Personification, also known as anthropopathism, is a linguistic tool applied to represent natural powers, objects, or abstract concepts as having some features characteristic of humans. In simple words, it’s a recognition of human properties in inanimate things. This literary device depicts real or fictional objects as behaving like humans.
The word “personification” is a combination of two Latin words: “persona”, meaning “a person”, and “facio”, meaning “to do”. It is hard to tell the exact date when this concept was used first. At the lowest stages of the evolution, humans explained every action outside themselves with an action similar to the one of their own will. Thus, the first understanding of the world was based on personification, mostly of the natural phenomena, such as rain, storm, or sea. The sun, for example, was believed to be a creature that wakes up and acts on its own will.
When it goes about the ancient world, it is important to distinguish personification and mythology. The sun, again, was impersonated, but it was not believed to be a god (as Helios). Mythology, which appeared much later, is another, more complicated form of personification.
In ancient and medieval times, personification was also used in religion, tales, parables, different forms of art, and fiction. For example, the painting “Arithmetria” by Sebald Beham is a personification of arithmetic. In the Renaissance and later, personification was widely used in literature in a form we know it today. For instance, Shakespeare used personification in “Romeo and Juliet” to create a romantic atmosphere:
“The grey-ey'd morn smiles on the frowning night (…)”
The author here presents the early morning as a perfect time for love to emerge. As seen in this example, with the development of literature, personification became an irreplaceable literary device. In the ancient times, it was used to explain things people could not. Later on, it was used to bring inanimate things to life in order to both describe them and make the description literary beautiful.
Personification is often confused with allegory. While the first one is used locally and can be found in a single sentence, the second one is used in an artistic language and is understandable only in the context of the whole literary piece.
The personification used in tales and myths differs from the one used in fiction literature. In a tale, this figure of speech is very similar to allegory. When a wolf is described as an evil animal in the "Little Red Riding Hood", it is personified as a cunning and insidious creature.
The phrase “opportunity is knocking at the door” is a personification as well. However, this is a metaphorical example, which is why personification is often confused with metaphor too.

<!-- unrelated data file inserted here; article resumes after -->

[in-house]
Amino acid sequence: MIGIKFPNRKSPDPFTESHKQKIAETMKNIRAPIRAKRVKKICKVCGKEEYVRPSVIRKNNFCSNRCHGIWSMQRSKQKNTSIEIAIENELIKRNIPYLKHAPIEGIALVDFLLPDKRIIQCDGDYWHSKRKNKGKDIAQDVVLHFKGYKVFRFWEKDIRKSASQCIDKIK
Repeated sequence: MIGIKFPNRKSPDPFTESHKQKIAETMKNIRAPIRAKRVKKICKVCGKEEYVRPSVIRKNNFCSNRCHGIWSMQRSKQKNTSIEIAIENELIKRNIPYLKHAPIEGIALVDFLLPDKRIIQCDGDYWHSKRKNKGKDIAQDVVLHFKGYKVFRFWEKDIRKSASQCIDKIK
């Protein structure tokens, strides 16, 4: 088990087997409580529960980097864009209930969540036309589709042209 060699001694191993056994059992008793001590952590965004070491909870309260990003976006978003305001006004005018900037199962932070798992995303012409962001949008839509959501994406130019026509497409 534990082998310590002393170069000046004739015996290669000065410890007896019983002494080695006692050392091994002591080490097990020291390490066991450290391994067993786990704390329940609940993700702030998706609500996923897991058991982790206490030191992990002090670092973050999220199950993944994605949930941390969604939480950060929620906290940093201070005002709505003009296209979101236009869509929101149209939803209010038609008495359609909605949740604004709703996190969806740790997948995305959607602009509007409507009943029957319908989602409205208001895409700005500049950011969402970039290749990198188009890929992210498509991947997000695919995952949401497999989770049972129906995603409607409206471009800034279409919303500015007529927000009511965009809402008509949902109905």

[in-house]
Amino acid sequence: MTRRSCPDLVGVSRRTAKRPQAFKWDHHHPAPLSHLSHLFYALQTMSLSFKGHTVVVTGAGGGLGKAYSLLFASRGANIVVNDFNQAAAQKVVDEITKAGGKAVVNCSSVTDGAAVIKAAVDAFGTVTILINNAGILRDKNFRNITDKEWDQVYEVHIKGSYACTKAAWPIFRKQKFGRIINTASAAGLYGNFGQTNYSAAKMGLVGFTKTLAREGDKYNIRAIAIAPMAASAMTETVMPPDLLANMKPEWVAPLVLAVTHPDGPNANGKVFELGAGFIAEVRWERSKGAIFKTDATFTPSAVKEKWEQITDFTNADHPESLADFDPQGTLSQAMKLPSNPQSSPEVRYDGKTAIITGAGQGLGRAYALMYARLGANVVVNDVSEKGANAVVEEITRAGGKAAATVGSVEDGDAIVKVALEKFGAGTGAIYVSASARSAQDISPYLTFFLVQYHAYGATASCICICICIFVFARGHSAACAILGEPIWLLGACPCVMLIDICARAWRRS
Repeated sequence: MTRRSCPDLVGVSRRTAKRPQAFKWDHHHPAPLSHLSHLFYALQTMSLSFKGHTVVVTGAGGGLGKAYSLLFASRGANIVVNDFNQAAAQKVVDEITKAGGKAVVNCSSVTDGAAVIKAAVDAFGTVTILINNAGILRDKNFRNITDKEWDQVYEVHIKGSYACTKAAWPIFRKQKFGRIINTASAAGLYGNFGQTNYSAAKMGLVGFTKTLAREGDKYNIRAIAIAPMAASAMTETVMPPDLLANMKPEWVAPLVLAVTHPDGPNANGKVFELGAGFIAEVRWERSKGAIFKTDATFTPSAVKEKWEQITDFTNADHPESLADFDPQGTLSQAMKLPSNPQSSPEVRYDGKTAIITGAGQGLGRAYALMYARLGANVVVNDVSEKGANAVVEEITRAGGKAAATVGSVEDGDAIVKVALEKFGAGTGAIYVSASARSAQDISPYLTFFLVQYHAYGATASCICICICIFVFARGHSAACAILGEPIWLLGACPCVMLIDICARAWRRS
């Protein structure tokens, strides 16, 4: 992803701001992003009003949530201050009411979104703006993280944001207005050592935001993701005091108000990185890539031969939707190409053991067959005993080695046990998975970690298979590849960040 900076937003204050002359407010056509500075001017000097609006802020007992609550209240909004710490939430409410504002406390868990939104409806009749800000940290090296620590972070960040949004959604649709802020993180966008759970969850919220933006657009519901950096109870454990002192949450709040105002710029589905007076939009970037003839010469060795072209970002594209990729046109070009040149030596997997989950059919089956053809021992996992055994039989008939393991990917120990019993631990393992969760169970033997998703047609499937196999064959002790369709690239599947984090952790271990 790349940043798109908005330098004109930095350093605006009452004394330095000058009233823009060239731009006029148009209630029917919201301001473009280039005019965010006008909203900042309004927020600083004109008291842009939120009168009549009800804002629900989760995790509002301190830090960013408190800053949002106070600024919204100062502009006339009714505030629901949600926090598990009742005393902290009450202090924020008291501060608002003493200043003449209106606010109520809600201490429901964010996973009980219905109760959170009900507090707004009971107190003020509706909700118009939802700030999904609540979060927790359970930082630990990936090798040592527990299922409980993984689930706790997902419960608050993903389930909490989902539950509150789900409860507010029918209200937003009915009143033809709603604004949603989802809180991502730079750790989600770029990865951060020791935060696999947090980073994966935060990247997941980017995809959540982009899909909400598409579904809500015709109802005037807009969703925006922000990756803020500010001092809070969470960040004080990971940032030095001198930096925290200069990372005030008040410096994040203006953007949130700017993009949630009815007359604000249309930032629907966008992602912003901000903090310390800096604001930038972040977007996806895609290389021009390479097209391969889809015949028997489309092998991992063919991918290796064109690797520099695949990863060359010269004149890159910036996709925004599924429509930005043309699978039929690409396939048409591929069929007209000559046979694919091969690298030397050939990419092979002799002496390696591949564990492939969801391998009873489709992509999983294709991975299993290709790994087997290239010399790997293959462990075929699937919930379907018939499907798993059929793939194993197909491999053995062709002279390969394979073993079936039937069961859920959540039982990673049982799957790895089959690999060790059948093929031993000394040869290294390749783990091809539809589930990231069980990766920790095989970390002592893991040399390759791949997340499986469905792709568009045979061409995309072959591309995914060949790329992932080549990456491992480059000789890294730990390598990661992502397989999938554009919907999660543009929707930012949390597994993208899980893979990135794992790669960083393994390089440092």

Actually, in some literary pieces, it is really hard to distinguish a personification from a metaphor. Yet, personification is a widely used literary device that helps the writer describe a thing in an easily understandable manner. The point here is in the human psychology of associations. It is known that the easiest way to perceive information for a human being is to make an association. Thus, when the reader can draw a connection between their own characteristics and the characteristics of a certain idea or thing, it gets easier to understand that idea or thing. Writers and artists manipulate this feature to provoke the feelings they want the reader to feel.
“Time creeps up on you.” In this example, time is described as being able to do some physical action, which is typical of animate entities only. It affects the reader with a powerful psychological impact, making them feel the irreversibility of the time flow. As seen in this example, personification is often employed with help of verbs.
When saying “the moon smiles”, the writer applies personification to describe the scenery, not to explain an object - the moon - better. This literary device helps writers create a special atmosphere or set the desired scenery.
This linguistic tool is prevalent in poetry, as poets use it to make their works more melodic and appealing to the imagination. Thus, “the wind” can be described as “whispering”, “the shadows” - as “dancing”, and “the sun” - as “peeping through clouds”. When personified, different objects, natural phenomena, and abstract concepts seem more interesting and literary appealing to the reader.
Personification is one of the literary devices that have been in use since ancient times. First, to describe the unknown, and later, to make a text brighter, this literary device was applied in different forms of art and various genres of literature. Thus, concepts, objects, phenomena, and other inanimate things were given the human qualities, which allowed writers to make their works more interesting and easier to understand.
Personification can make a strong psychological influence on a person. Using this figure of speech, a writer or an artist can provoke one’s feelings in order to enhance the main idea of the work. Nevertheless, personification should be carefully distinguished from metaphors and allegories.